Things to read whilst transiting:
Since 1980, rents in L.A. have gone up 55%. In that same time period, incomes have only risen by 13%. https://t.co/mNo2APHvrn pic.twitter.com/bW8C7JqaLF
— Los Angeles Times (@latimes) December 4, 2017
Also, check out this fine Steve Lopez column on Angelenos decamping for more affordable climes, especially Vegas.
Dept. of Sportsing:
•If you’re from Georgia and Oklahoma and for some reason are reading this: we’re looking forward to serving your transit needs. No tears spilled here about not having to host a bunch of lost Buckeye fans trying to find the nearest Applebees to our transit system. Which might be…
Azusa, 1/2 mi south of the #GoldLine APU/Citrus station. https://t.co/kOigyVOwzv
— Militant Angeleno (@militantangleno) December 4, 2017
•Both the Rams and Chargers continue progress toward hosting playoff games. I’d love to watch but…if the NFL doesn’t suspend New England Patriots tight end Rob Gronkowski for his amazingly dirty, filthy hit that may have concussed a helpless Bills player, I’m done watching NFL football. You can’t say you’re serious about reducing head injuries and let that play go with only a 15-yard penalty. Geesh. On a happier note, nice writeup on the Chargers in Peter King’s MMQB.
Elon Musk releases plans for tunnel transportation system: Long Beach to Valley at 125 mph (SGV Tribune)
More details on The Boring Company’s plans for those tunnels they want to dig along the 405 — and beyond. A recent video from the company showed cars zipping through the tunnel on giant “skates.”
Now, according to plans filed with the city of L.A., it’s actually transit pods zooming through the tunnels that would initially run from Inglewood-ish to the San Fernando Valley and then possibly to the new football stadium in Inglewood and DTLA, Union Station and even Dodger Stadium.
I honestly don’t know what to make of all this. Along the 405 we have both private and public entities — Metro on the public side — pursuing a transit system. The Metro Board, in fact, on Thursday approved a contract with a firm for an advanced technical study on possible routes for a rail system between the Valley and Westside.
The Boring Co. seems to be trying to make it appear they’re a step ahead. Of course, they’re proposing a type of transit system unlike any other that currently exists. Thus far, a lot of their activity has been restricted to their own property in Hawthorne and they haven’t had to deal with an environmental study process that at Metro typically gobbles several years. Hard to say exactly what they’re funding situation is. Or isn’t.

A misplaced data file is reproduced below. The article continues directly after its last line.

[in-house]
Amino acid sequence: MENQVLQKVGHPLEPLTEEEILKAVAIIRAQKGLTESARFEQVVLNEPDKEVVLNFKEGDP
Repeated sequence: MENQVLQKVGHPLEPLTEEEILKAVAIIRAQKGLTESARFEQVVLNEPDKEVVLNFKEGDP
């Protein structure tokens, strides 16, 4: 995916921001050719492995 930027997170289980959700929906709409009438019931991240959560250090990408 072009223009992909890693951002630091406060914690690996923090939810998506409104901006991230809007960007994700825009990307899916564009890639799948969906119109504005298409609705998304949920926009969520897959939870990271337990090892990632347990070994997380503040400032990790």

Should public transit be free? (Fast Company)
The article argues that free fares will give you a bump in ridership but you get a bigger bump with better service.
Why self-driving cars will kill the T? (Boston Globe)
Here’s the most provocative graphs from the top of the magazine article by Tom Keane, a Boston freelancer:
Environmentalists and planners love public transit. Those who ride it? Not so much. Trains, trolleys, and buses are crowded and inconvenient. They don’t run on your schedule, they run on theirs — sometimes, anyway. Check out the grim faces of your fellow passengers the next time you’re on the subway. And for many riders, a trip via public transit means a time-consuming series of hops — foot to bus to train to another train to bus and then back on foot. Little wonder the latest numbers from the MBTA show a 2 percent drop in train ridership and a 6 percent drop in bus ridership.
By contrast, a car is convenient. You start and end where you want. While driving, you can talk on the phone or sing as loudly (and badly) as you please. Nevertheless, we Bostonians suffer through 409 million trips on the T annually. Why? Because owning a car is expensive — almost $8,500 a year. And, of course, the congestion.
Not so with AVs.
The writer has zero skepticism about self-driving cars. He says we’ll mostly subscribe to a self-driving car service instead of owning them, thus we can get rid of parking lanes. They’ll be faster, he says. And they’ll be cheaper than transit.
I have zero problems with him floating his hypothesis. I have a lot of problems that he blindly accepts what self-driving car proponents are saying.
One other thing: I know a lot of people believe that self-driving cars will kill car ownership. The idea is we’ll subscribe to a self-driving car service and pay a monthly fee to use them, presumably with different levels of service. For example, X amount of money gets you so many miles per month and so forth.
No one has any ideas what those fees are. I have an extremely difficult time thinking they’ll be cheap, especially for those who want to travel 1,000 or more miles per month (like the typical motorist already does). And there’s this: if self driving cars are so awesome, why won’t people want to own one?